FIGURE 7
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Figure 7. Intraperitoneal injection of curcumin (200 μg/g BW) in P7 mice immediately post-HI decreases phosphorylated STAT3 Y705 and S727 in hippocampus, while increasing ipsilateral PHB protein levels. (A) Western Blots for pSTAT3 (Y705) in ipsilateral and contralateral hippocampus from animals with HI, DMSO or 200 μg/g curcumin treatment and 1 h recovery. β-actin protein levels served as control. Note the increase of STAT3 Y705 ipsi- and contralaterally in the DMSO-treated group (19 and 16%, respectively) when compared to HI. Curcumin treatment decreases STAT3 Y705 protein levels ipsi- and contralaterally by 3 and 22%, respectively when compared to HI, and by 15 and 33% (p = 0.04) when compared to DMSO treatment. (B) Western Blots for pSTAT3 (S727) in ipsilateral and contralateral hippocampus from animals with HI, DMSO or 200 μg/g curcumin treatment and 1 h recovery. β-actin protein levels served as control. Note the increase of STAT3 S727 ipsi- and contralaterally in the DMSO-treated group (29 and 2%, respectively) when compared to HI. Curcumin treatment decreases STAT3 Y705 protein levels ipsi- and contralaterally by 3 and 10%, respectively when compared to HI, and by 25% (p = 0.009) and 12% when compared to DMSO treatment. (C) Western Blots for PHB in ipsilateral and contralateral hippocampus from animals with HI, DMSO or 200 μg/g curcumin treatment and 1 h recovery. β-actin protein levels served as control. Note the ipsilateral 13 and 19% (p = 0.0026) increase of PHB protein levels in the curcumin treated animals compared to HI and DMSO, respectively. Interestingly curcumin treatment results in contralateral 23 and 12% decrease of PHB protein levels compared to HI and DMSO littermates, respectively. PHB levels in DMSO-treated littermates were reduced by 4% in the ipsilateral and by 13% in the contralateral side compared to littermate HI animals. The ratio between pSTAT3 or PHB and β-actin immunoreactivity is shown in arbitrary units (AU) set as 100% for the first line of curcumin treated animals on each of the blots. “R” represents relative densitometry compared to β-actin, which was used as the internal loading control.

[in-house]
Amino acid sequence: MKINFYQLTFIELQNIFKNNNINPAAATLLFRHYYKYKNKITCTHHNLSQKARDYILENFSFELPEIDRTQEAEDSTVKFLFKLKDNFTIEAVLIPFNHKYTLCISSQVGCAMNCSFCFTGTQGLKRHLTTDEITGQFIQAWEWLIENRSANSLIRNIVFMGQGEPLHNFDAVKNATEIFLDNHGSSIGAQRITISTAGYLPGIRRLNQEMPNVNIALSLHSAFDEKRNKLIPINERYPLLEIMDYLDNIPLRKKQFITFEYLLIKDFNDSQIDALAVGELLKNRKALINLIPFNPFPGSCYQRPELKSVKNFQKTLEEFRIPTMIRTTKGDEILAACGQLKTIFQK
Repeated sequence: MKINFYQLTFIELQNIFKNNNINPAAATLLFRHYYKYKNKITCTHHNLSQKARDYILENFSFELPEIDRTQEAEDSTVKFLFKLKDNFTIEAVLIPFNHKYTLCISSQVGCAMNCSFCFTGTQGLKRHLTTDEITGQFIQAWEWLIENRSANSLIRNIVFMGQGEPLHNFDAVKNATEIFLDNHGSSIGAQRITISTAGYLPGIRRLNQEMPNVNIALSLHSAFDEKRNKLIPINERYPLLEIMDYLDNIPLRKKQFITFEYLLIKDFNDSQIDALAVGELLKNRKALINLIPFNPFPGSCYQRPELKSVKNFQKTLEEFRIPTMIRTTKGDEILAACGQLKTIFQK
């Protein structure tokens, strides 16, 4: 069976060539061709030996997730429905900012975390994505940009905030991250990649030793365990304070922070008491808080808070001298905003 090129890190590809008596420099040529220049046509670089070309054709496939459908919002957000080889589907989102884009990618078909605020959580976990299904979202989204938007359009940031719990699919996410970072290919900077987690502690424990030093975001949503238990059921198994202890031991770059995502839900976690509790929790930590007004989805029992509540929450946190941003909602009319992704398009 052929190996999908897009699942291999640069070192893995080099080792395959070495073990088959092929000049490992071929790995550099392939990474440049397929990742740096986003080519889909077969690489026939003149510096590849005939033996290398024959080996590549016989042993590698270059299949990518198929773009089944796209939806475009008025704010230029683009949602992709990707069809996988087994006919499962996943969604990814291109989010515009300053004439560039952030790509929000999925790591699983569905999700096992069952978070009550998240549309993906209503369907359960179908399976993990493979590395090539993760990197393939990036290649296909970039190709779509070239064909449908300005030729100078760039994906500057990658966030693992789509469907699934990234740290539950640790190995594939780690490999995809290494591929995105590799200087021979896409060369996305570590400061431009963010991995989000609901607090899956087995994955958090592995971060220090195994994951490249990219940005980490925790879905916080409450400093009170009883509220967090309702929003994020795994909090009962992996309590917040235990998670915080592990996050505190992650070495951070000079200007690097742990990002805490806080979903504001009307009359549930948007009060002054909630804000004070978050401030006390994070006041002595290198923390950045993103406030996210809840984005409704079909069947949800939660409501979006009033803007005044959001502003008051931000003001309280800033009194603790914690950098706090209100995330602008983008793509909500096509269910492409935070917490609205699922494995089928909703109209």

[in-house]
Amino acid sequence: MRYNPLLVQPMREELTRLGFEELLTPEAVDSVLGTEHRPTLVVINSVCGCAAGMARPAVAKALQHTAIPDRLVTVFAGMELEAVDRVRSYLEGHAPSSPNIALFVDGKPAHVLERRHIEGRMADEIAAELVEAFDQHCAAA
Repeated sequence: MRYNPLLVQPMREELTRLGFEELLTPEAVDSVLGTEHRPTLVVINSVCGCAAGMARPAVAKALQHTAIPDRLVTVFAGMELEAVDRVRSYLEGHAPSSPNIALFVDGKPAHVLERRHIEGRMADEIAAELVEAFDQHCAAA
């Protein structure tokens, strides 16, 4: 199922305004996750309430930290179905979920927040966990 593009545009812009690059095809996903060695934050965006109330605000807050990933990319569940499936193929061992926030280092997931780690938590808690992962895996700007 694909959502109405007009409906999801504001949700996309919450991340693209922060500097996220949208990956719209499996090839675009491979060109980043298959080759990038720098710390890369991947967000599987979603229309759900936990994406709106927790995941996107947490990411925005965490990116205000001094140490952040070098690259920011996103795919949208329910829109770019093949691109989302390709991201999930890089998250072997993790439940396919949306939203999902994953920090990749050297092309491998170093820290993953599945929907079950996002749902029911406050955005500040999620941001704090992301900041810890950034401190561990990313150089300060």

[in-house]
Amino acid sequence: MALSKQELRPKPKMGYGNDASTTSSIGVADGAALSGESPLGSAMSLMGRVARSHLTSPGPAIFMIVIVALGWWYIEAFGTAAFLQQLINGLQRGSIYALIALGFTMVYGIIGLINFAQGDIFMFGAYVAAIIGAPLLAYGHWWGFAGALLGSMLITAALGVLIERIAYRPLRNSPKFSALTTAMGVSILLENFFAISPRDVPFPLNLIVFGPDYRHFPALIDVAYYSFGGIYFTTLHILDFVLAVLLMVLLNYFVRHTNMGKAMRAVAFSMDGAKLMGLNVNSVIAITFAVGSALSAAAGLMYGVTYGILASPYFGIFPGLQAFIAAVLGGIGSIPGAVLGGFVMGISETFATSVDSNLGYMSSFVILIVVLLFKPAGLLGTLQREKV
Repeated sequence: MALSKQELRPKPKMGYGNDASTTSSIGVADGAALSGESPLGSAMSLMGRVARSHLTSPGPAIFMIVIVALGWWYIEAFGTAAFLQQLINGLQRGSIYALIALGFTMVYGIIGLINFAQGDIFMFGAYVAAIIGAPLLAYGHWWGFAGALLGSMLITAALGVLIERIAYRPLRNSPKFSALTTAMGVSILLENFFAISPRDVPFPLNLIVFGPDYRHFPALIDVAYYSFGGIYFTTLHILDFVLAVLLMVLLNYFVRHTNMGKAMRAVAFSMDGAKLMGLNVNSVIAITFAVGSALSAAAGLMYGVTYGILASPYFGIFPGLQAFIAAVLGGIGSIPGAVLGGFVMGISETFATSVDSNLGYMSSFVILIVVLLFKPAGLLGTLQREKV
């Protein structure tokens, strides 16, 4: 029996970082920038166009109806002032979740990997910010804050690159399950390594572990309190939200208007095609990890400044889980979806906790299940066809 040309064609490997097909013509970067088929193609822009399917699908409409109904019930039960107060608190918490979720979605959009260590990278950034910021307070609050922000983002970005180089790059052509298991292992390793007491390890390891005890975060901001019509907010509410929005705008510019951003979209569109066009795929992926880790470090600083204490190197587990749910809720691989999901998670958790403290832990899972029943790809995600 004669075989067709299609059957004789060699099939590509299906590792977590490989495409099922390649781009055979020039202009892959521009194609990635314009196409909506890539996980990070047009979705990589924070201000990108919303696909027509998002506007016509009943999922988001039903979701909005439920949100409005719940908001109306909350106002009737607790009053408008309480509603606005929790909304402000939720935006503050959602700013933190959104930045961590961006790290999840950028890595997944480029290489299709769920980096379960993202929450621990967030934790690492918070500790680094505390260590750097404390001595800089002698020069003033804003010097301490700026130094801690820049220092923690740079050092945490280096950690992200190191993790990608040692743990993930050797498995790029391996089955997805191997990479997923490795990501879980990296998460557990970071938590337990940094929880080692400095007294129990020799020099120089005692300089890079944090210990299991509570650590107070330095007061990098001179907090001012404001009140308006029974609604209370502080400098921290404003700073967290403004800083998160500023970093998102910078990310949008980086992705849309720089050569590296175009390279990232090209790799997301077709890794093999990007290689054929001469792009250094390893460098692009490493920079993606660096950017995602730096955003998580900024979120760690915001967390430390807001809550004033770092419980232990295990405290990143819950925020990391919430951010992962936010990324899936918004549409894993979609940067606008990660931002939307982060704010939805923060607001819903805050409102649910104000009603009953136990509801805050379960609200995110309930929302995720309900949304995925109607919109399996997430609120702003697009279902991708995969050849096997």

Western Blots analyses for PHB at 1 h post-HI of animals with HI, DMSO, or 200 μg/g curcumin treatment showed ipsilateral increase of PHB protein levels in the curcumin compared to DMSO-treated animals, but not to HI littermate controls (Figure 7C). No significant differences were observed between the DMSO-treated animals and the HI littermate controls. No differences between the three groups were registered on the contralateral side (Figure 7C).

The values represent relative densitometry compared to β-actin, which was used as the internal loading control.

Discussion

As shown in the current study, in a Rice-Vannucci model of severe HI insult in P7 mice, immediate, as well as delayed (60 or 120 min) application of curcumin after the HI insult clearly reduced forebrain cell death and tissue loss, as well as microglial and astroglial activation, in a dose dependent manner at 48 h post HI (Figures 2,4,5; Supplementary Figure S1). Our results show higher levels of MBP in the external capsule of the curcumin treated group at 48 h post HI and in the striatum of males at 21 days post HI, suggesting protected myelination compared to the DMSO-treated littermates and untreated HI control littermates (Figures 2N,3H). These data were in line with other studies demonstrating that decrease in MBP loss is associated with neuroprotection of white matter following neonatal HI injury (Carlsson et al., 2012; Cui et al., 2017). Our data were also in line with the results from other groups registering maintenance of myelin structure and upregulation of MBP expression in the cerebellar white matter in a model of sodium arsenite induced neurotoxicity in developing rat cerebellum (Kaushal et al., 2014). Surprisingly, we did not register similar effect in females (Figure 3I), which was also reflected in the combined (males + females) assessment (Figure 3J). This is in line with the fact that male sex is a well-established risk factor for poor neurodevelopmental outcome after birth asphyxia and that the male hippocampus, normally larger than the female, undergoes a greater volume loss compared to females (Mayoral et al., 2009). We also observed decrease in the number of iNOS positive cells in hippocampus following curcumin treatment post-HI (Figure 2O) suggesting reduction in oxidative stress. Our data is in line with previous studies in a rat model of neonatal HI where curcumin treatment prevented myelin loss, reduced iNOS expression and decreased caspase-3 dependent apoptosis (Cui et al., 2017). Additionally, our results also show reduction in TUNEL+ cell death and tissue loss (Figure 2, Supplementary Figure S1) thus broadening the spectrum of assessed cell death.